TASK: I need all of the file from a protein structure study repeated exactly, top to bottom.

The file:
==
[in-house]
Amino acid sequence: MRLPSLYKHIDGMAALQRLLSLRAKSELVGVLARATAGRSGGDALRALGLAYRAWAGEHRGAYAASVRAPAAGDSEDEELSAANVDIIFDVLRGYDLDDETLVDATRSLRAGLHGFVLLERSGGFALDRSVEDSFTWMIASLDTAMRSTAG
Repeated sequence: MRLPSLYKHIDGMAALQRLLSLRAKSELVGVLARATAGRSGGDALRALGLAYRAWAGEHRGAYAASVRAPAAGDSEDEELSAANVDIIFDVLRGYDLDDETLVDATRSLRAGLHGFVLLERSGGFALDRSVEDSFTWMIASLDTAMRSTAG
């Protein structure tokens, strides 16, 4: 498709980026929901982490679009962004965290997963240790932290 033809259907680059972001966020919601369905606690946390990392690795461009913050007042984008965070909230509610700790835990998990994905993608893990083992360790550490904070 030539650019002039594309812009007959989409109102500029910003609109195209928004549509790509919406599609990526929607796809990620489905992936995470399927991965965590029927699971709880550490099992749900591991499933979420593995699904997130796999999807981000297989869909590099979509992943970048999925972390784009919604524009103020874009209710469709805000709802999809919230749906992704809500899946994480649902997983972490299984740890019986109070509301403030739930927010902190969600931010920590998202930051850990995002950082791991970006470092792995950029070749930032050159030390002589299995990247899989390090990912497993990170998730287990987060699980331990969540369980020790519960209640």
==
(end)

[in-house]
Amino acid sequence: MRLPSLYKHIDGMAALQRLLSLRAKSELVGVLARATAGRSGGDALRALGLAYRAWAGEHRGAYAASVRAPAAGDSEDEELSAANVDIIFDVLRGYDLDDETLVDATRSLRAGLHGFVLLERSGGFALDRSVEDSFTWMIASLDTAMRSTAG
Repeated sequence: MRLPSLYKHIDGMAALQRLLSLRAKSELVGVLARATAGRSGGDALRALGLAYRAWAGEHRGAYAASVRAPAAGDSEDEELSAANVDIIFDVLRGYDLDDETLVDATRSLRAGLHGFVLLERSGGFALDRSVEDSFTWMIASLDTAMRSTAG
């Protein structure tokens, strides 16, 4: 498709980026929901982490679009962004965290997963240790932290 033809259907680059972001966020919601369905606690946390990392690795461009913050007042984008965070909230509610700790835990998990994905993608893990083992360790550490904070 030539650019002039594309812009007959989409109102500029910003609109195209928004549509790509919406599609990526929607796809990620489905992936995470399927991965965590029927699971709880550490099992749900591991499933979420593995699904997130796999999807981000297989869909590099979509992943970048999925972390784009919604524009103020874009209710469709805000709802999809919230749906992704809500899946994480649902997983972490299984740890019986109070509301403030739930927010902190969600931010920590998202930051850990995002950082791991970006470092792995950029070749930032050159030390002589299995990247899989390090990912497993990170998730287990987060699980331990969540369980020790519960209640």